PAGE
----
Whew.  Sometimes it all seems totally overwhelming and impossible and panic sets in.  I feel unequal to the task and alone and puny in the face of everything that needs to be done.  So I take a page out of Anne Lamott’s book “Bird by Bird” and tackle one task at a time.  That is what I do every day, do at least one thing for the farm’s success, one thing towards going back to school, one thing to create a home for my family, one thing to bring in some income…plus housework and my involvement in all of the kids’ activities.  My days are full!  I have a lot of irons in the fire!

This entry was posted in 2nd Career, back to school, Farming, Future, goats, growth, hobby farm, Homesteading, houses, jobs and tagged , , , , . Bookmark the permalink.

8 Responses to Irons Heating Up

  1. Nancy says:

    Be careful about your classification as an out of state student. In many states, it is very difficult to be reclassified as an instate student if you start as an out of state student. Just make sure of all the financial requirements as one may be to hold a job for 12 months, or have had your driver’s license or some other very time specific requirement. Things are not the same as they were when we were young.

    Nancy

  2. Rebecca says:

    Congrats on your decision to return to school. However, I would check if there is a need for space & earth science teachers locally. I know that science teachers are in high demand from personal experience, however most of the hires (here in Chicago) are in biology, chemistry, and physics. Space & earth science isn’t really part of the curriculum for middle or high school, but it is offered as a credential. Basically, if you got that credential and wanted to teach in Chicago, you wouldn’t be able to find a position. Just a heads up 🙂 Good luck!

  3. V's Herbie says:

    You sound so much happier now than you did back in CA. Having things in flux seems to suit you.

  4. Jeannette says:

    How to eat an elephant? One bite at a time. Slowly but steady is the pace, but once you cross that finish line oh what a victory you will have achieved. I wish I had some spare change to send but lately I haven’t had much in the way of extra. Will keep some extra prayers for you each day

  5. Sara A. says:

    I think in your situation you might be better off going with a site like indiegogo. Kickstarter only gives you the money if you fund 100% of your goal. Indiegogo gives you the money if you only partially reach the goal.

  6. Good luck on all your projects. However… it seems like we are missing part of the story. Even with free land, you are likely looking at at minimum of $20K to do a septic, well, and (used) trailer. Plus you are looking to go back to school (pricy even with financial aid, which is tough to find these days), plus you have more farm animals than many small farmers which is a huge initial investment, plus you have kids (and they are never cheap!). Clearly there is money coming in somewhere that we readers aren’t privy to besides Etsy, blogging, and donations from blog readers. None of our business really, I just worry about other people reading here and then thinking they can easily and cheaply start a hobby farm, too, then not be able to afford it once they realize how expensive it truly is to start and maintain – resulting in animals suffering from hunger, neglect, or illness. On a similar topic, is it possible where you live to live off the grid? Composting toilet, rainwater collection, etc.? That would eliminate the need for a pricy septic and well.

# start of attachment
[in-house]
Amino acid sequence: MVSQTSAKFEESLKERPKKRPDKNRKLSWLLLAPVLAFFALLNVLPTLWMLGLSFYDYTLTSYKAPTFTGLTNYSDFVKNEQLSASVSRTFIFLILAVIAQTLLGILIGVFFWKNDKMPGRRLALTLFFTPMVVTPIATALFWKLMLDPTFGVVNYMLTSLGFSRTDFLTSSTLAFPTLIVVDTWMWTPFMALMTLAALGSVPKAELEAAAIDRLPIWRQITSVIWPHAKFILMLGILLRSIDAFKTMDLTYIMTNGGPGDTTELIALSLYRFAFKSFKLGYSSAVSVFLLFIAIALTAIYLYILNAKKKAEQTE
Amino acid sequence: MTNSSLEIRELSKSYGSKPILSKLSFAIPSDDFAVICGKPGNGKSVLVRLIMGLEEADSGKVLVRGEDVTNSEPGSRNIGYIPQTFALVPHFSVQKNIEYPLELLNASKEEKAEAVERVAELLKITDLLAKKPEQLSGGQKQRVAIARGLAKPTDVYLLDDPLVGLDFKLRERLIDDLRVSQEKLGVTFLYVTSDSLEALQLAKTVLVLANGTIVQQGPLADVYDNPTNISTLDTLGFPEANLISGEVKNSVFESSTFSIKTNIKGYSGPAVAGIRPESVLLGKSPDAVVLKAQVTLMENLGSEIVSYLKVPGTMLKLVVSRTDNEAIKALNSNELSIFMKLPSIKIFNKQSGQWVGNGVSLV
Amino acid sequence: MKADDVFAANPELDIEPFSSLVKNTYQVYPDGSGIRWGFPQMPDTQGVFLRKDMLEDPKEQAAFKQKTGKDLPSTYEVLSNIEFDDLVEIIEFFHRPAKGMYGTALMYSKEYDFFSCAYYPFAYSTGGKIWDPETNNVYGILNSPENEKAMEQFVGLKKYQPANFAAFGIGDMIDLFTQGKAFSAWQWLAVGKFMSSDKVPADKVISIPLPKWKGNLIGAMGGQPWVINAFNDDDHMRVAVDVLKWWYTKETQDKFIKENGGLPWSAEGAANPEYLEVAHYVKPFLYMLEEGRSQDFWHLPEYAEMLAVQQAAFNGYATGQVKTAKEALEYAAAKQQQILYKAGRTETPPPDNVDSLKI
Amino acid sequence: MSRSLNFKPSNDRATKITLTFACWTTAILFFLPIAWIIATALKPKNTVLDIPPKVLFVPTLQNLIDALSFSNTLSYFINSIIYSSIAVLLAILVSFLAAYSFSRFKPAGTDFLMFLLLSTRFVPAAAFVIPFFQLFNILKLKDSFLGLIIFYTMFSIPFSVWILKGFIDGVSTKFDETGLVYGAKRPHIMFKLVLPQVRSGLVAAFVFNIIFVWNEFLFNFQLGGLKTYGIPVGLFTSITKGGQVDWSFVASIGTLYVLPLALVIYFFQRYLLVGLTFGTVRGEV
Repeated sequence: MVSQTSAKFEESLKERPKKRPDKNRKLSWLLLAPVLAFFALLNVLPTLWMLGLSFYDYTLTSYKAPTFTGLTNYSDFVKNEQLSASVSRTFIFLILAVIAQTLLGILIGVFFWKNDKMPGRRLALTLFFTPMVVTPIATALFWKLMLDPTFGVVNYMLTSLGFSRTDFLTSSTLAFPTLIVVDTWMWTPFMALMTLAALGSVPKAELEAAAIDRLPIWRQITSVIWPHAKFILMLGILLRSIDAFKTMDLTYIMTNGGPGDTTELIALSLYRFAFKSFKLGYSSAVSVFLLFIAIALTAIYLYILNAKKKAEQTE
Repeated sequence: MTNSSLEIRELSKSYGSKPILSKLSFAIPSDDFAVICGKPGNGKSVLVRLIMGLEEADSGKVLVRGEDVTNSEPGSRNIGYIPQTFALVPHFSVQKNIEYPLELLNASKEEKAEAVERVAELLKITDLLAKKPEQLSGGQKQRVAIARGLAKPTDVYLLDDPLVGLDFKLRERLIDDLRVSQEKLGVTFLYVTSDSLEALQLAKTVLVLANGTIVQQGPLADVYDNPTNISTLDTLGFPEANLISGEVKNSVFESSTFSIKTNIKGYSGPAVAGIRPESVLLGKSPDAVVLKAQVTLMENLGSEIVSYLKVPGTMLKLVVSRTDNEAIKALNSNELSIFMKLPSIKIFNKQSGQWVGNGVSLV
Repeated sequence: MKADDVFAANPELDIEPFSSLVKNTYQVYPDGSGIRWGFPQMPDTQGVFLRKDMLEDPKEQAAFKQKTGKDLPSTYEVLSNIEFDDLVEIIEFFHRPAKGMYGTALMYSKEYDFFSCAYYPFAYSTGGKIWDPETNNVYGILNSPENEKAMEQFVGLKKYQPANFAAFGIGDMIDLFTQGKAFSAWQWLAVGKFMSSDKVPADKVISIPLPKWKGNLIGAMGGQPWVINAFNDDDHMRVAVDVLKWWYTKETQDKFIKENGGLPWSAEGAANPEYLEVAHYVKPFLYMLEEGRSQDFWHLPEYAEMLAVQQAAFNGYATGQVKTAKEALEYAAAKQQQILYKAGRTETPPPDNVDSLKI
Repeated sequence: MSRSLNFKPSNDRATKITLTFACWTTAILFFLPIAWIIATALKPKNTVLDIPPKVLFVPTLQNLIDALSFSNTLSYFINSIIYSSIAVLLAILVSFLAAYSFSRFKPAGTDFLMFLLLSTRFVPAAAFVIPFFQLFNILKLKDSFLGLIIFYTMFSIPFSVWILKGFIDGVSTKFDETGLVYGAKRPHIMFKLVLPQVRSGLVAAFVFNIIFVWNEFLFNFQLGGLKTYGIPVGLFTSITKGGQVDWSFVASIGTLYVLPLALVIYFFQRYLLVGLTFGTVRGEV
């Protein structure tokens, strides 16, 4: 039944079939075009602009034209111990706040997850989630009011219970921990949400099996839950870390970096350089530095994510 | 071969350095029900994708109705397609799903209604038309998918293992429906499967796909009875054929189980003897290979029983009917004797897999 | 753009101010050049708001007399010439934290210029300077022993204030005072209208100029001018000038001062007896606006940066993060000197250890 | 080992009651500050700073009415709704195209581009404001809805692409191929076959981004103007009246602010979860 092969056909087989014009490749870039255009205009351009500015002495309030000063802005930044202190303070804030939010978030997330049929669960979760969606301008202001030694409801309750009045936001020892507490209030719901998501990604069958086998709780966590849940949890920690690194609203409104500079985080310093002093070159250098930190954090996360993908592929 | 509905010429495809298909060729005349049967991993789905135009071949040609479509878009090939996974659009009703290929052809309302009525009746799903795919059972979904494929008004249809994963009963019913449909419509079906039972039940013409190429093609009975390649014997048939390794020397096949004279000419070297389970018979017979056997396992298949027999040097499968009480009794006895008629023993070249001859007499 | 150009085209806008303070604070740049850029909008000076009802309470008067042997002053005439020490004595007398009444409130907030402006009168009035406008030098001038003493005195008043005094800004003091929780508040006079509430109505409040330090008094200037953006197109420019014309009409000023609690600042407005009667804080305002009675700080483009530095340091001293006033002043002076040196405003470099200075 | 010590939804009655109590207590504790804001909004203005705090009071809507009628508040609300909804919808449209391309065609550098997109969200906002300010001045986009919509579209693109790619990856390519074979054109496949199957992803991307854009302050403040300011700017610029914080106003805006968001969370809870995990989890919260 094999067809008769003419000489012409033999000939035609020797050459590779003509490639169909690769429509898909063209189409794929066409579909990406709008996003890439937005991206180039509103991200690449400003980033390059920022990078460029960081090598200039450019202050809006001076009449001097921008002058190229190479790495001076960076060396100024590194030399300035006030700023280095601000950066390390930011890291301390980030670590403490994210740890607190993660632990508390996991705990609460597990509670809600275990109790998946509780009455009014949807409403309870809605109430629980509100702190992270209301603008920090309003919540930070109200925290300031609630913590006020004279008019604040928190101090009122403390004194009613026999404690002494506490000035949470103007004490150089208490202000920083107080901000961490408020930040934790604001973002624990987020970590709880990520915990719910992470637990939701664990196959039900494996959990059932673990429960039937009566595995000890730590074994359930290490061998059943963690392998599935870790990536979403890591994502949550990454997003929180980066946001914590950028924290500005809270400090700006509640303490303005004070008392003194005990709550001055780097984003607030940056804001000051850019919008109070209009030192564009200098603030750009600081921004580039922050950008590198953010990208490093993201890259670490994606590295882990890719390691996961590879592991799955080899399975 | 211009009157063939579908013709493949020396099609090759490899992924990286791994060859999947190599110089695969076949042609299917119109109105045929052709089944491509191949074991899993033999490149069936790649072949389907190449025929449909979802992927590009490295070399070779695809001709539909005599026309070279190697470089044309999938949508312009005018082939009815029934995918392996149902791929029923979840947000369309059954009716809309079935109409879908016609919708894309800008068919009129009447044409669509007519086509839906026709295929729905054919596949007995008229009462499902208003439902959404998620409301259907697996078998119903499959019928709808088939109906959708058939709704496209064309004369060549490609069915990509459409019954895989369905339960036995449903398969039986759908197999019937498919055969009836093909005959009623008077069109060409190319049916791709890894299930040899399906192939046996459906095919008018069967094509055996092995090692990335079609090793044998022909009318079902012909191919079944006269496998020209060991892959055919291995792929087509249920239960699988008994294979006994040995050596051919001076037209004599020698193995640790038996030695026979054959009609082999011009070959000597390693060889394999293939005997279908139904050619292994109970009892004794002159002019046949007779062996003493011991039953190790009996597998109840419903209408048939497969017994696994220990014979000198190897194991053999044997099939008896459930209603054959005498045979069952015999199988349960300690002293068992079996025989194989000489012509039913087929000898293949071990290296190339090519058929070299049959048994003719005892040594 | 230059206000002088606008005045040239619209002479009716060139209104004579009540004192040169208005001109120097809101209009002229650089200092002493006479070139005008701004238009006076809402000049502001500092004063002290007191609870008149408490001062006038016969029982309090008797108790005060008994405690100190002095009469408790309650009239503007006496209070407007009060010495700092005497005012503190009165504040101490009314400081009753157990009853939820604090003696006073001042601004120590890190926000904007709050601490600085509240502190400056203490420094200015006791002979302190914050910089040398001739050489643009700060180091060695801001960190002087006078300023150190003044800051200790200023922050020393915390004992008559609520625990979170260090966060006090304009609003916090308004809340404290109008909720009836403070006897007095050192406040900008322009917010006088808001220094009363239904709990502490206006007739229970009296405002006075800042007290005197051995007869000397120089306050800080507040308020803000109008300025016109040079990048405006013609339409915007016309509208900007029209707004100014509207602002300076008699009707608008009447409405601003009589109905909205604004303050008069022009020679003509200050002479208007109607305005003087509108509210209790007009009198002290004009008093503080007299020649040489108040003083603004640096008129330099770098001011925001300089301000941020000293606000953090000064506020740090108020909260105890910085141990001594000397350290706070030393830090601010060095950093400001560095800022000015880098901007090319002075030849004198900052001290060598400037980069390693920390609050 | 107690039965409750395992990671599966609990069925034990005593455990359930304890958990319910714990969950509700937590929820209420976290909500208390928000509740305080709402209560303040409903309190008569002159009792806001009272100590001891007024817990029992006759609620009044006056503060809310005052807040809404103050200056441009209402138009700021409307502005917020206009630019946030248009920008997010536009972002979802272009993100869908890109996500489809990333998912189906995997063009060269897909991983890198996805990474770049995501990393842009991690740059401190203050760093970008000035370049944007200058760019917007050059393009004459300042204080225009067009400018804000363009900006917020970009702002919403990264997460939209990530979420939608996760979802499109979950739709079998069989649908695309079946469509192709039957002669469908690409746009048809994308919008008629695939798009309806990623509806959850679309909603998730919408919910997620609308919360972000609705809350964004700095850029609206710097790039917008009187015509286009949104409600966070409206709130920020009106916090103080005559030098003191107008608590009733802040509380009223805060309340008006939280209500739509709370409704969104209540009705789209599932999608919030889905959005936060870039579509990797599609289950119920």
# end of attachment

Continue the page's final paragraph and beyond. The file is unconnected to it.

• boxcarkids says:

      Ha! No, there’s no pot of gold anywhere. I saved aside a small bit of money from Christmas which will pay for the soils analysis but beyond that we don’t have money for a home. I’m still applying for jobs like crazy though and we really do need to take steps to move so I’m inching my way ahead in hope and faith that somehow it will work out.
      I would love to put in composting toilets and use gray water on the garden, etc., but unfortunately the local regs don’t allow it. I’d like to have solar pannels as well but those will be too costly. I expect we will use passive solar to dry clothes however as there is no clothes dryer where we are currently and we are getting used to hanging things to dry!